Asian stock market: Stocks stumble as ‘dollar juggernaut’ on a roll
Asian stock market: MSCI’s broadest index of Asia-Pacific shares outside Japan (.MIAPJ0000PUS) fell 0.2 per cent in early trade and is down 1.4 per cent for the week. Hong Kong markets were closed for the morning due to storms lashing the city. Japan’s Nikkei (.N225) fell 0.8 per cent.
Asian stock market: Asia’s stock markets dipped on Friday, with tech shares tumbling on deepening Sino-U.S. tensions, while the dollar was set to seal its longest winning streak in nine years as investors braced for U.S. interest rates to stay higher for longer. MSCI’s broadest index of Asia-Pacific shares outside Japan (.MIAPJ0000PUS) fell 0.2 per cent in early trade and is down 1.4 per cent for the week. Hong Kong markets were closed for the morning due to storms lashing the city. Japan’s Nikkei (.N225) fell 0.8 per cent.
Some $200 billion has been wiped from Apple’s (AAPL.O) market capitalisation in two days on reports of China curbing iPhone use by state employees and on Friday protectionism fears were weighing on shares of chip suppliers in Asia. Shares in Taiwan’s TSMC (2330.TW), a big Apple supplier, fell 1 per cent at the open. Shares in South Korea’s SK Hynix (000660.KS), whose chips some users have found in China’s Huawei Technologies’ new phone, fell as much as 4.5 per cent to a two-week low.
Tokyo Electron (8035.T) shares dropped 4.3 per cent. “China’s partial ban on Apple products put trade wars and U.S.-China decoupling back on the agenda,” said Capital.com analyst Kyle Rodda. “The ban is narrow in scope…however, it illustrated the two-way costs and risks of de-coupling.” U.S. suppliers’ shares had fallen overnight and helped drag the S&P 500 (.SPX) 0.3 per cent lower and the Nasdaq (.IXIC) down by 0.9 per cent. S&P 500 futures were flat in Asia on Friday.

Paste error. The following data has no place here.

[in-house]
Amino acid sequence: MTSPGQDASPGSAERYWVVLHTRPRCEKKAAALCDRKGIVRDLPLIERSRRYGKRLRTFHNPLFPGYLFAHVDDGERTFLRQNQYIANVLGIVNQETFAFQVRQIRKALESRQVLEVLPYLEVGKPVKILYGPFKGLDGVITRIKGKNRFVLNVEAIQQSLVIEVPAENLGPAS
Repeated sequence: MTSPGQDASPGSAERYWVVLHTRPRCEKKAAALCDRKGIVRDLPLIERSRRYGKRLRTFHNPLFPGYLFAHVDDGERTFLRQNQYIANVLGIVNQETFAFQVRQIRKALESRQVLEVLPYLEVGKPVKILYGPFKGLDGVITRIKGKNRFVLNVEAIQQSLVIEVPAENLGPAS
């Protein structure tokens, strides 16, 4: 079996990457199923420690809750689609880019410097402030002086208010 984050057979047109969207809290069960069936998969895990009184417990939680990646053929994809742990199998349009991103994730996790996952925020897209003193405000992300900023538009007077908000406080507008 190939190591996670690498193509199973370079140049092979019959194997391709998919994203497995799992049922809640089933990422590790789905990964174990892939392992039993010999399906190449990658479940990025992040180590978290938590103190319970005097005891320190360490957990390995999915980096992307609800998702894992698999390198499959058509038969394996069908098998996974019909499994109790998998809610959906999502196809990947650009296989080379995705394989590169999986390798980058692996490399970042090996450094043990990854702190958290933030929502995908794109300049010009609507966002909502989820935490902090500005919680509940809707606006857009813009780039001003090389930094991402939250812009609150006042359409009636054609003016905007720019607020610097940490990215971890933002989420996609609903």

The selling also came while tech stocks have been under extra pressure from U.S. yields that have been rising on bets that U.S. interest rates are likely to linger at 20-year highs. That in turn has unleashed the dollar, which is up for an eighth straight week against a basket of currencies , a rally that has carried the U.S. currency index more than 5 per cent higher. Dollar gains have pushed the Chinese yuan to a 16-year low and have prompted a step up in rhetoric from Japanese policymakers growing uncomfortable with the yen’s slide.
“Given challenges facing China, and more signs of a re-tightening of the U.S. jobs market, it is not surprising that the dollar is finding support, allowing the ‘dollar juggernaut’ to continue its rampaging run,” analysts at ANZ Bank said in a note. The euro is down 0.5 per cent this week and traded steady at $1.0715 in Asia with investors reckoning a hold is more likely than a hike from the European Central Bank next week.
The yen has found new 10-month lows and, at 147.13 per dollar is heading towards the vicinity of 150, where traders see high risks of authorities stepping in with support. Japan’s top currency diplomat Masato Kanda said on Wednesday that authorities won’t rule out any option to clamp down on “speculative” moves, while chief cabinet secretary Hirokazy Matsuno said the government was watching with “urgency”.
The Australian dollar is down more than 1 per cent on the week and traded at $0.6384 on Friday. Benchmark 10-year U.S. Treasury yields are up 5.5 basis points to 4.22 per cent this week. Two-year yields are up 6.6 bps to 4.93 per cent. Brent crude prices are up this week, but gains on recently robust U.S. data have been tempered by softening indicators of demand in Europe and China. Brent futures were last steady at $89.60 a barrel, up 1.2 per cent for the week.
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